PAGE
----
with Major-General Robert Mood, head of UNSMIS
Geneva, 22 June 2012
Good afternoon Ladies and Gentlemen,
It has been a long time that I haven’t been back in this room but it is good to meet you here this afternoon. And I am happy to be able to join you this afternoon with General Mood whom you all know. I am pleased that he could join us. He is on his way back from New York to Syria.
As you would all remember, about a week ago, General Mood had to take a difficult decision when he decided temporarily to suspend the activities of the UN Mission in Syria due to the escalation of violence. And I must say I supported that decision fully.
UN observers, as we all know, are in Syria to help the Syrian people at this critical hour. In the short time that they have been there, they have engaged not just with the parties, but with communities at all levels of society in the cities and towns where they have been deployed. They are keen to resume their work. Their commitment to the Syrian people has not faltered. But the circumstances must allow them to do their work. And we all know that they are unarmed men and women who are doing courageous work.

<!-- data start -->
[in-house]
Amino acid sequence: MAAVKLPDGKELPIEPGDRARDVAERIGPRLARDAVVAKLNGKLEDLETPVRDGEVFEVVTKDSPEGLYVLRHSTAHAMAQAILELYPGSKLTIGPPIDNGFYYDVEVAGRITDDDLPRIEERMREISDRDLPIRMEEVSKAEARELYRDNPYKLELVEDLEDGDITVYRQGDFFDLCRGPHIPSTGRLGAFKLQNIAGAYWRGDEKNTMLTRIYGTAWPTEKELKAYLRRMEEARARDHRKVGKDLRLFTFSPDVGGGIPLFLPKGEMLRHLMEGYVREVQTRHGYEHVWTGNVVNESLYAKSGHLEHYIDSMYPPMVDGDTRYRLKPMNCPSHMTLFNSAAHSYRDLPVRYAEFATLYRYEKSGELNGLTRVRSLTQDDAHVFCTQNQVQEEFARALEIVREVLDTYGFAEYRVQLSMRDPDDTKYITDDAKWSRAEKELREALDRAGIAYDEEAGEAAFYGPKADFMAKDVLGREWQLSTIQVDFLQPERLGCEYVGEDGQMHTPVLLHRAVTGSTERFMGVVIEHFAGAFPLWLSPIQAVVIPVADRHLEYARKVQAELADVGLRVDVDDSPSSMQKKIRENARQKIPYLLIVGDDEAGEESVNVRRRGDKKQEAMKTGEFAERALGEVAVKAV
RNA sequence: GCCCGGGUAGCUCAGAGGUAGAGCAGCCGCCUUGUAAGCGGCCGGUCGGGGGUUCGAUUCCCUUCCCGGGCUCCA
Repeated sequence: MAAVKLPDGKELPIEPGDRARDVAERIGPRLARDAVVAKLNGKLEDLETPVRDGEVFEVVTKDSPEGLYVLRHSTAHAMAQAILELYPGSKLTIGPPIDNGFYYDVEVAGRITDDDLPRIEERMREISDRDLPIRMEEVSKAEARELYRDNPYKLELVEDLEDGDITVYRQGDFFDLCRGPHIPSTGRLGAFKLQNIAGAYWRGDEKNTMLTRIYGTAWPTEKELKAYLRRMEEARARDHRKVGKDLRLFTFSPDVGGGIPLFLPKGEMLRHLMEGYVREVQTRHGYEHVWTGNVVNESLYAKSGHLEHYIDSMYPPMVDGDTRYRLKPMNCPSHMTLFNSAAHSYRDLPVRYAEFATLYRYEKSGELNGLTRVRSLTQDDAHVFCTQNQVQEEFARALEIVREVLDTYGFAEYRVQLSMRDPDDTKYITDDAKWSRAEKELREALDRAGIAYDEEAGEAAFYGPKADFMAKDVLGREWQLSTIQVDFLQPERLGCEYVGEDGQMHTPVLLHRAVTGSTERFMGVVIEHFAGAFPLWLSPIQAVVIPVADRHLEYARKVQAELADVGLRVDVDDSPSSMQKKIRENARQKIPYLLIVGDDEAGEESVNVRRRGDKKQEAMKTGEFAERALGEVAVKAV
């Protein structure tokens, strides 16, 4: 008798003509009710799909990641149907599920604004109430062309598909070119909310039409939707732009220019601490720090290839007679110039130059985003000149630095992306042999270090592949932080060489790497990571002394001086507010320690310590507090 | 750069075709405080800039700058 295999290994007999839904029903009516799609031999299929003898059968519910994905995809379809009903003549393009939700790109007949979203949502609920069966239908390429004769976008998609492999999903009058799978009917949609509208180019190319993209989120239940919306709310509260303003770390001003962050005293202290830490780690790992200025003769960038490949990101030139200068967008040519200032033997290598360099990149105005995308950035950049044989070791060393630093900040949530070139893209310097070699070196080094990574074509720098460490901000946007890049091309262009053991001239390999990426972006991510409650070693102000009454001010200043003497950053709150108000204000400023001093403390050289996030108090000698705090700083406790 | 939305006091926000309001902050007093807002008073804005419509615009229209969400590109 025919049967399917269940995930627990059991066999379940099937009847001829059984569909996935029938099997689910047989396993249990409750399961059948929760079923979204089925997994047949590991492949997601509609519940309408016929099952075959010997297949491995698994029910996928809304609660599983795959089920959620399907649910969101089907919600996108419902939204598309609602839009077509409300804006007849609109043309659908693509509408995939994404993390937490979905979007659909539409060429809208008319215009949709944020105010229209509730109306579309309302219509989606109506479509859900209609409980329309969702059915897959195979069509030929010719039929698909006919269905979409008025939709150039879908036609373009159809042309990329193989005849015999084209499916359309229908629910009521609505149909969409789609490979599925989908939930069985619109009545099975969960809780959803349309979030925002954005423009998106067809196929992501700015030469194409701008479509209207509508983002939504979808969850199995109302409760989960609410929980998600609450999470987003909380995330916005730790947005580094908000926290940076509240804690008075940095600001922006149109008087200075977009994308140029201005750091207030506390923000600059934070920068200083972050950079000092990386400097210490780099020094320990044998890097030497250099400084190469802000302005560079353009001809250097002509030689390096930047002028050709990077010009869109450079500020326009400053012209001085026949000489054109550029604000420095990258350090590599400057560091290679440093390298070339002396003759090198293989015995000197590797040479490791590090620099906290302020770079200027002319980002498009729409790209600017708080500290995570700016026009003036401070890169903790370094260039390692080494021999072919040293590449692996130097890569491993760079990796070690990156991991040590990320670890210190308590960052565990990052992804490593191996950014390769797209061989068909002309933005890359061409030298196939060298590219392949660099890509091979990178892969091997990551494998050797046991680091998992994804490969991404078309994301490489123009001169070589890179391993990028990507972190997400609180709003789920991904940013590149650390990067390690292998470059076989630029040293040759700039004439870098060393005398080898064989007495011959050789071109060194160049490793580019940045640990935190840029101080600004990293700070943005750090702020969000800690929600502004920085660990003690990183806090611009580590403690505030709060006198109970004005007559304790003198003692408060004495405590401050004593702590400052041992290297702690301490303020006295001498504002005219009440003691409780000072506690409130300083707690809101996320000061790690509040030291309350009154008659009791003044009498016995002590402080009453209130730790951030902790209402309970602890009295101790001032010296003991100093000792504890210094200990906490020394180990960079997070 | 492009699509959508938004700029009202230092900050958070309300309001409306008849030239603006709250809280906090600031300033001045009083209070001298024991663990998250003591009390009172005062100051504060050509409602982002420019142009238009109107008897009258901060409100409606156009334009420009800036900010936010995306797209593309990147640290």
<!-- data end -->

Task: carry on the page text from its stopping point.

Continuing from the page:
This can only happen when the protagonists on the ground take the strategic decision to stop the violence and to cooperate fully with the observers.
I urge all parties to heed the call for a cessation of violence in all its forms, first and foremost for the sake of the Syrian people, the children and women in particular. I think they have suffered for far too long and continue to suffer.
But if our efforts are to succeed, we shall need the united and sustained support of the international community. This is essential.
And that is why over the last few days, I have been in intensive consultations with a number of ministers and officials in capitals around the world about the possibility of convening a meeting of ministers to discuss what further actions could be taken to implement the Security Council resolutions.
It is time for countries of influence to raise the level of pressure on the parties on the ground, and to persuade them that it is in their interest to stop the killing and start talking.
When I briefed the Security Council, last time, actually earlier this month, I said: as we move forward, we should keep our goals firmly in view: to stop the killing, help the suffering population, secure a political transition, and ensure that the crisis does not spread to the neighbours.
The longer we wait, the darker Syria’s future becomes. This process cannot be open-ended. It is urgent that our consultations yield real results soon. Otherwise, I fear we are reaching the day when it will be too late to stop the crisis from spiraling out of control.
The time to act is now.
Thank you ladies and gentlemen. We will take your questions.